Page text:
Results and discussion
We initiated our studies using cinnamaldehyde (1a) and 2-acetylpyridine (2a) as substrates to evaluate the envisioned aminocatalyzed [3+2] cyclization reaction for the synthesis of desired 1-methyl-3-phenylindolizine-2-carbaldehyde (4) (see Supplementary Note 1 and Supplementary Method 1, 2). In addition, Brønsted acid (2 equiv.) was used to hinder the deprotonation of the methyl group of 2a (Supplementary Tables 1, 2)29, while lithium cations were used to improve the catalytic performance of the cyclization reaction (Supplementary Table 3)25,44. Bronsted acid, e.g., Li+, could help to activate the carbonyl group in the iminium formation and/or in the intramolecular cyclization, with the release of water. At the outset without catalyst, the reaction was tested with a trace yield of product 4 with a mixture of 1a (0.20 mmol), 2a (2.5 equiv.), LiSO3CF3 (3.0 equiv.) and acetic acid (2.0 equiv.) in CF3CH2OH (0.90 mL) for 18 h under Ar atmosphere (Fig. 2) (Supplementary Table 4, 5). We also examined various widely-used representative aminocatalysts and ligands derived from amino acids (Fig. 2). By using (S)-(-)-α, α-Diphenyl-2-pyrrolidinemethanol (3a)45, (S)-(-)-α, α-Diphenylprolinoltrimethylsilyl ether (3b)45, L-proline (3c)30, (5S)-(-)-5-Benzyl-2,2,3-trimethylimidazolidin-4-one (3d)31, N-(tert-butoxycarbonyl)-L-valine (3e)46 and glycine (3f)47, as catalysts, only low yields of product 4 were achieved.
Various sustainable amino sugars and their derivatives, including D-glucosamine hydrochloride (3g), D-mannosamine hydrochloride (3h), N-acetyl-D-glucosamine hydrochloride (3i), 1,3,4,6-tetra-O-acetyl-2-amino-2-deoxy-β-D-glucopyranose hydrochloride (3j), 1,3,4,6-tetra-O-acetyl-2-amino-2-deoxy-α-D-glucopyranose hydrochloride (3k) and chitosan were used as aminocatalysts under the same conditions (Fig. 2). Surprisingly, 97% yield of 4 was achieved by using catalyst 3j (see Supplementary Note 2, Supplementary Fig. 1), while 3k only achieved 53% yield of 4. In comparison, lower yields of 4 were obtained with 3g-3i, 3k and chitosan. Based on all these results, 3j was taken as the optimal aminocatalyst for further synthesis. In addition to amine-containing catalysts showing the central function for the efficient reaction, acetic acid plays an important role. Without acetic acid (Supplementary Table 2), the yield of 4 decreased obviously from 97 to 44%48. As well, the amount of LiSO3CF3 (2 equiv.) and 2-acetylpyridine (1.5 equiv.), reaction time (12 h) and reaction temperature (25 and 50 °C) also affected the yields (Supplementary Table 1, entries 13-17). Furthermore, in order to exclude the Lewis-acid catalytic pathway through acetic acid29, a mixture of 1a (0.2 mmol), 2a (2.5 equiv.) and NaOAc (3.0 equiv.) in acetic acid (0.9 mL) was tested (Supplementary Table 4, entries 8). As a result, only 2% of 4 was obtained, which further demonstrates the higher catalytic activity of our aminocatalysis protocol.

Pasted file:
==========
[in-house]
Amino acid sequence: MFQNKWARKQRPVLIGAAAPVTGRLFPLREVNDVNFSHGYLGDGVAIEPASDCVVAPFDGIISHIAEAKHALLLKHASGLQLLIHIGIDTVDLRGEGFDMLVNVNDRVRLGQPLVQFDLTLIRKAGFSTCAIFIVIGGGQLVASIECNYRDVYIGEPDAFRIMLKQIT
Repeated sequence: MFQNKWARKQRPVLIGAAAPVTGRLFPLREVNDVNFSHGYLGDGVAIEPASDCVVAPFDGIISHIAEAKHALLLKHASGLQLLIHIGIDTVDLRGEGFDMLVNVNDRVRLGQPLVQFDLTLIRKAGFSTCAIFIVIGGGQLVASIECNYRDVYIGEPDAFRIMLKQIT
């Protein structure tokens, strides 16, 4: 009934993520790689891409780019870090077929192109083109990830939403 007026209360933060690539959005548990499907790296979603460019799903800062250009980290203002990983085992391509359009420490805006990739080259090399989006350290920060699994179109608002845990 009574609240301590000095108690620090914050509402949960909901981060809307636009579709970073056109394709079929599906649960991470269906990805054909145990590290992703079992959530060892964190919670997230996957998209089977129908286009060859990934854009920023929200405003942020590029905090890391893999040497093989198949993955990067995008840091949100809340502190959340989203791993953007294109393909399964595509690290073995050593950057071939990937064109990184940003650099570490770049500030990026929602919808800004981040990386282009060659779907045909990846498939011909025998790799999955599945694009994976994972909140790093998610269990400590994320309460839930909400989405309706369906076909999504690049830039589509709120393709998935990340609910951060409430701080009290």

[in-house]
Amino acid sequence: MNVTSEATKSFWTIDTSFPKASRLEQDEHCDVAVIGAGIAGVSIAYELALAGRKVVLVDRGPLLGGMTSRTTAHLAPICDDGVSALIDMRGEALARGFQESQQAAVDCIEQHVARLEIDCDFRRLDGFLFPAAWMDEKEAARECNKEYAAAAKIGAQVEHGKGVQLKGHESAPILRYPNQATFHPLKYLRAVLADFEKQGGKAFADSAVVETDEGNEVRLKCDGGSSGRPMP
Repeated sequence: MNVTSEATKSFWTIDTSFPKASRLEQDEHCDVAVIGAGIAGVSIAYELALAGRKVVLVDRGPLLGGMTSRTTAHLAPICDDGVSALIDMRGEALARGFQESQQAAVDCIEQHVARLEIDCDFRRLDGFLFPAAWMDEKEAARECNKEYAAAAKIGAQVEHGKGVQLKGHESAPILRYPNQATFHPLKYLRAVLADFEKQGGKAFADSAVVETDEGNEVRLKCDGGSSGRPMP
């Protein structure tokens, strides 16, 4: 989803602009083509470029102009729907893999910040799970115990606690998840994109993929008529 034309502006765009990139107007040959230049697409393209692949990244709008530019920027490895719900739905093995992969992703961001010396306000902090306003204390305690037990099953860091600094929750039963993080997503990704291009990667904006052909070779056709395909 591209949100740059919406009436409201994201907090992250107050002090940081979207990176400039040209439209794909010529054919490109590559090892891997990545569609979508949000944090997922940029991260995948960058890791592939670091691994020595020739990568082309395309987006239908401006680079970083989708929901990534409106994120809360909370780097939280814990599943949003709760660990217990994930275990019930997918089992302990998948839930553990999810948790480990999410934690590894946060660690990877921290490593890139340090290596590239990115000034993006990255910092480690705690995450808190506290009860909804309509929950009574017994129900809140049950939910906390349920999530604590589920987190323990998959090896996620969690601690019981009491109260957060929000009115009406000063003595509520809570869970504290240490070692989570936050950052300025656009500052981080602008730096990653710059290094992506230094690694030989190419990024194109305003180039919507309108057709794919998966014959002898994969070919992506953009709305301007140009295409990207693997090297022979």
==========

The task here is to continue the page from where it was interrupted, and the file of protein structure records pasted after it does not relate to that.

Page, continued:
With the optimized reaction conditions in hand, we next probed the scope of various α,β-unsaturated aldehydes using 2-acetylpyridine as a representative heteroaryl ketone (Fig. 3a) (see Supplementary Method 3 and Supplementary Note 3). A series of α,β-unsaturated aldehydes, including those with electron-donating or -withdrawing groups at different positions (ortho, meta or para), delivered the corresponding products 4-13 under General procedure A. An array of valuable products 4-8 were efficiently accessed with this stereoauxiliary aminocatalyzed protocol. Notably, in our system, a substrate with an electron-donating methoxy group at ortho position (6, 95%) could even achieve a higher yield than those at para position (5, 63%). Surprisingly, a native valuable substrate from Gliricidia sepium with a hydroxyl group and a methoxy group was smoothly transformed into a value-added indolizine-2-aldehyde with a moderate yield (7, 63%). As well, an important substrate for the detection of catechins was also tolerant under this method with a 46% yield (8) under General procedure B. In addition, a variety of valuable functional groups at diverse positions, such as fluoro (9), chloro (10), bromo (11, 12), and nitro moiety (13), were well compatible with the standard conditions. Particularly, the sensitive (E)-3-(furan-2-yl)acrylaldehyde was also tolerated in our protocol under General procedure C and was successfully transformed into the desired product (14). Moreover, aliphatic α,β-unsaturated aldehyde was also well compatible under the optimal conditions (15).